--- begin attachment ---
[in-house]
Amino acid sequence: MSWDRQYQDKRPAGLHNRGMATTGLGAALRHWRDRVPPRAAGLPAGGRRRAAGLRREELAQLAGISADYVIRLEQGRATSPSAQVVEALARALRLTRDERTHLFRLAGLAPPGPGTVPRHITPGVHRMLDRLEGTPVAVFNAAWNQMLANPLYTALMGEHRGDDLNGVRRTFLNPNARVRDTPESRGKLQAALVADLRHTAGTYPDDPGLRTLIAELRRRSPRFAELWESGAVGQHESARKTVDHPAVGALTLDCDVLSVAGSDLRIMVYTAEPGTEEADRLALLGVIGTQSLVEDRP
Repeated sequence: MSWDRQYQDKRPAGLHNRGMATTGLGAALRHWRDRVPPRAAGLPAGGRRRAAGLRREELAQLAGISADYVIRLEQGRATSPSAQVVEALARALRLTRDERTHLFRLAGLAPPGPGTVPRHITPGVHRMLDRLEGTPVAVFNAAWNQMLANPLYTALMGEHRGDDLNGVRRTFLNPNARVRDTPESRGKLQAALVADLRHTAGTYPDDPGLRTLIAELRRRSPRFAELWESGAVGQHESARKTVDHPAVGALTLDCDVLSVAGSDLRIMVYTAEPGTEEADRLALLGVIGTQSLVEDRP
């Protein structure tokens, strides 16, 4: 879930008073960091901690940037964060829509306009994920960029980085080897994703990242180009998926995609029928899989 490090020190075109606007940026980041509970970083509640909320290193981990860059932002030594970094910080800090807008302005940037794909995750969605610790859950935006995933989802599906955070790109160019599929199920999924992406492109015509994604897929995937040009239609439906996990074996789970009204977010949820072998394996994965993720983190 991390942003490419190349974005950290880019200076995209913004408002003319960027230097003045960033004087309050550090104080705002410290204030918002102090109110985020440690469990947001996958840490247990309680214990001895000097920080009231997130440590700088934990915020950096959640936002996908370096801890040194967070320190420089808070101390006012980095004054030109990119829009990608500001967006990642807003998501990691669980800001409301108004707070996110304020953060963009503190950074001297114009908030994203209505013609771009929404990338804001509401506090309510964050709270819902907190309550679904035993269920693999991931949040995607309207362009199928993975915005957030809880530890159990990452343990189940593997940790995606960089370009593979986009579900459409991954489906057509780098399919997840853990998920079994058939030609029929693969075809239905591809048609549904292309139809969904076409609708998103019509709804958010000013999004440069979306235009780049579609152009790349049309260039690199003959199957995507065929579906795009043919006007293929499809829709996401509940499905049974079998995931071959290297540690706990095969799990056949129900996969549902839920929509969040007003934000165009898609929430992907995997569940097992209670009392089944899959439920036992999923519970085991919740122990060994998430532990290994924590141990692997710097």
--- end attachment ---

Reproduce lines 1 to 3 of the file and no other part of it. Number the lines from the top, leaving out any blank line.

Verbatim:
[in-house]
Amino acid sequence: MSWDRQYQDKRPAGLHNRGMATTGLGAALRHWRDRVPPRAAGLPAGGRRRAAGLRREELAQLAGISADYVIRLEQGRATSPSAQVVEALARALRLTRDERTHLFRLAGLAPPGPGTVPRHITPGVHRMLDRLEGTPVAVFNAAWNQMLANPLYTALMGEHRGDDLNGVRRTFLNPNARVRDTPESRGKLQAALVADLRHTAGTYPDDPGLRTLIAELRRRSPRFAELWESGAVGQHESARKTVDHPAVGALTLDCDVLSVAGSDLRIMVYTAEPGTEEADRLALLGVIGTQSLVEDRP
Repeated sequence: MSWDRQYQDKRPAGLHNRGMATTGLGAALRHWRDRVPPRAAGLPAGGRRRAAGLRREELAQLAGISADYVIRLEQGRATSPSAQVVEALARALRLTRDERTHLFRLAGLAPPGPGTVPRHITPGVHRMLDRLEGTPVAVFNAAWNQMLANPLYTALMGEHRGDDLNGVRRTFLNPNARVRDTPESRGKLQAALVADLRHTAGTYPDDPGLRTLIAELRRRSPRFAELWESGAVGQHESARKTVDHPAVGALTLDCDVLSVAGSDLRIMVYTAEPGTEEADRLALLGVIGTQSLVEDRP